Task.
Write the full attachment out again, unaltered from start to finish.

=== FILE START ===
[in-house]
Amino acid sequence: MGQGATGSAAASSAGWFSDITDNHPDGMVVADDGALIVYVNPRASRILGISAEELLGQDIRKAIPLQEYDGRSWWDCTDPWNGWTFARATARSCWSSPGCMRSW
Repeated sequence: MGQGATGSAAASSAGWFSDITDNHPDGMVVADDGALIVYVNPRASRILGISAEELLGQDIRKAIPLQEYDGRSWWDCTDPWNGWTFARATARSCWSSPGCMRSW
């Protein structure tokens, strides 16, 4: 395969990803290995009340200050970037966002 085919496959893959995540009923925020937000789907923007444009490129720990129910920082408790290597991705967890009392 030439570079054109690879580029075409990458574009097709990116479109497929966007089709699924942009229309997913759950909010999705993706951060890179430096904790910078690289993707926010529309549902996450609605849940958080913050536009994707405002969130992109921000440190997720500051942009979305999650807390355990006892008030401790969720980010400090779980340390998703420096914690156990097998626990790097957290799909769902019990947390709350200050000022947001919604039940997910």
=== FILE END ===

[in-house]
Amino acid sequence: MGQGATGSAAASSAGWFSDITDNHPDGMVVADDGALIVYVNPRASRILGISAEELLGQDIRKAIPLQEYDGRSWWDCTDPWNGWTFARATARSCWSSPGCMRSW
Repeated sequence: MGQGATGSAAASSAGWFSDITDNHPDGMVVADDGALIVYVNPRASRILGISAEELLGQDIRKAIPLQEYDGRSWWDCTDPWNGWTFARATARSCWSSPGCMRSW
């Protein structure tokens, strides 16, 4: 395969990803290995009340200050970037966002 085919496959893959995540009923925020937000789907923007444009490129720990129910920082408790290597991705967890009392 030439570079054109690879580029075409990458574009097709990116479109497929966007089709699924942009229309997913759950909010999705993706951060890179430096904790910078690289993707926010529309549902996450609605849940958080913050536009994707405002969130992109921000440190997720500051942009979305999650807390355990006892008030401790969720980010400090779980340390998703420096914690156990097998626990790097957290799909769902019990947390709350200050000022947001919604039940997910």